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For the Survival of Ogoni People: Women’s Contribution to Movement-Building in Nigeria and the United States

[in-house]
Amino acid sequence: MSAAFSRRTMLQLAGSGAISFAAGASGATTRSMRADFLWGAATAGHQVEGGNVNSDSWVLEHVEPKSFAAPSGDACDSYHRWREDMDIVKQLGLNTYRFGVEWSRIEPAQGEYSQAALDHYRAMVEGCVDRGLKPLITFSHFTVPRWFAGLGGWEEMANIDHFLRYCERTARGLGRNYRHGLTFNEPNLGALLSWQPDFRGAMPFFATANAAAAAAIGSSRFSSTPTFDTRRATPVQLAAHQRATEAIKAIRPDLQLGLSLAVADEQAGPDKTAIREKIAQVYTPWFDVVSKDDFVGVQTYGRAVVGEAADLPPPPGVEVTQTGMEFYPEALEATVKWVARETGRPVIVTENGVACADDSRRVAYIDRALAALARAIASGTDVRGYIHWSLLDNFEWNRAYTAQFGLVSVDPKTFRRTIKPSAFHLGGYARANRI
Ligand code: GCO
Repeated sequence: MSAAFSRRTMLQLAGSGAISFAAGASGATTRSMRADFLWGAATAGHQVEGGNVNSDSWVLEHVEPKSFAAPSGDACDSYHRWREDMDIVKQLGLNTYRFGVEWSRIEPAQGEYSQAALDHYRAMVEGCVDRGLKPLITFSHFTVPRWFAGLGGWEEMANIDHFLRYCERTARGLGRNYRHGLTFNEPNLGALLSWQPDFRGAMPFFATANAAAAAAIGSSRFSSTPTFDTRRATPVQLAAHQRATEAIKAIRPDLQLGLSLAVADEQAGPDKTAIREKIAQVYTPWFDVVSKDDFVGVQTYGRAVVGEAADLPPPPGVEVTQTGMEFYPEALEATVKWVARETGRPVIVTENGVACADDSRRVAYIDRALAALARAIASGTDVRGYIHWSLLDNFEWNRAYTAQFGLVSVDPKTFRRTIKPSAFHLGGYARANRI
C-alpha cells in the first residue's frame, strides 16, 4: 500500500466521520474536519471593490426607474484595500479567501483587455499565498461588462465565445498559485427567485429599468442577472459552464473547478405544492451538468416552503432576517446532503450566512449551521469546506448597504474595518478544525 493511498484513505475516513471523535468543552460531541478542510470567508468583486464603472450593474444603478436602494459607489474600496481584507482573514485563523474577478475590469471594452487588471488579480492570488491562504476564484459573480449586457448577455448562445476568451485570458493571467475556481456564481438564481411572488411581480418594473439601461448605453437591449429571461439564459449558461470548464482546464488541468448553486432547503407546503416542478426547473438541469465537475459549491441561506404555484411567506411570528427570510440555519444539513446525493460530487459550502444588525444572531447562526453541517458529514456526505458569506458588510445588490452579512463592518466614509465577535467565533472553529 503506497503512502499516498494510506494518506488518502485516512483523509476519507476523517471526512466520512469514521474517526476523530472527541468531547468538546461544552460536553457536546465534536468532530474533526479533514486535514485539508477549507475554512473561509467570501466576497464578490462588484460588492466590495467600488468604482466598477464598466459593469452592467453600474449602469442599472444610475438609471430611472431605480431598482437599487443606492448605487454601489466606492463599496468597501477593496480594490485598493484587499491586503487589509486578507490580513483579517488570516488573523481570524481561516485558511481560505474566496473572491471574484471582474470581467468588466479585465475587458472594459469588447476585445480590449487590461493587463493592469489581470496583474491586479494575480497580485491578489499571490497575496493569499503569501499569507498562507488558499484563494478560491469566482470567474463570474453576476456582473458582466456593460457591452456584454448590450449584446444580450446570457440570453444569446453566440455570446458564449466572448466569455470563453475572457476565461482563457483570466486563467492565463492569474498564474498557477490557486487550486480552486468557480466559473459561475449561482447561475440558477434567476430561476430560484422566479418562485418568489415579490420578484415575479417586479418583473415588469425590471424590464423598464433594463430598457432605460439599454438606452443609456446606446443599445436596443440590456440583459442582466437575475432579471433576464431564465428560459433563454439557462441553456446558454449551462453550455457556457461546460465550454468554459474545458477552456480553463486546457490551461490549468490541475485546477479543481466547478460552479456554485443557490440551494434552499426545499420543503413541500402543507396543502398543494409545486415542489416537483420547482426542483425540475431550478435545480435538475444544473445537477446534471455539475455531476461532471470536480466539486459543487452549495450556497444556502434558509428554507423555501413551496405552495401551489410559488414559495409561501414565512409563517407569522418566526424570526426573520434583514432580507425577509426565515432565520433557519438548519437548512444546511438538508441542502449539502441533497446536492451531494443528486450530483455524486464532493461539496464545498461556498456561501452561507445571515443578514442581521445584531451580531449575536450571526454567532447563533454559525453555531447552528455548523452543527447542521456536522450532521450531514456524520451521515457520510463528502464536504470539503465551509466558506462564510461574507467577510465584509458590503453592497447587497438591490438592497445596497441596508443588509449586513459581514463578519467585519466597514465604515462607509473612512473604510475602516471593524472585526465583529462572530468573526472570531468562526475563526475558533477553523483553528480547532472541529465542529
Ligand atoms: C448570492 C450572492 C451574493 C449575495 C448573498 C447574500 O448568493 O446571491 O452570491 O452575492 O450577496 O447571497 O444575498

The Ogoni movement has become a key example of civil resistance in postcolonial Africa, yet women’s role in the movement has been largely suppressed. Since the early 1990s, the Movement for the Survival of the Ogoni People (MOSOP) has organized against the Nigerian government and multinational corporations’ oil drilling activities in Ogoni. This study explains how and why the Ogoni women of Nigeria (1990-2017) joined their community in calling attention to the exploitation of their people at the hands of the Nigerian government and multinational oil companies, while documenting how and why they became key players in nonviolent campaigns in the Niger Delta in seeking correctives and justice. I not only examine women’s contribution to the movement by looking at the issues that has drawn women into the movement but also seek to understand how those issues are reflected in the campaigns that they waged. Furthermore, I investigate how Ogoni women continue to participate in both Nigeria and the diaspora since many of them migrated to the United States following the federal government’s violent repression of their organizing. For this ethnographic study, I collected data by conducting interviews, focus groups, participant observations, and archival data search in both Nigeria and the United States. Gender-sensitive theoretical frameworks and methodologies including Critical Race Grounded Theory, decolonial feminism, Black feminism, and localization theory guide my study. My findings reveal that women participated in the Ogoni movement using nonviolent methods including singing, dancing, and prayer that enabled them to evade scrutiny from military forces. Their methods reclaimed the types of spiritual leadership for which women had traditionally received formal training before colonialism. Furthermore, women transformed the movement’s organizing platform by including women’s issues such as women and girls’ education. As immigrants in the US, Ogoni women continue to draw upon spiritual practices to maintain connections among each other that facilitate their survival in a new land and their transnational organizing. My research suggests that women’s contributions in this mixed-gender social movement has been drastically understated as their participation and methods supported longevity for the movement which, in turn, paved the way for making meaningful gains for women and for the movement as a whole. By examining African women transnationally, this research methodologically corrects the continued separation of immigrant and African studies in contemporary scholarship.

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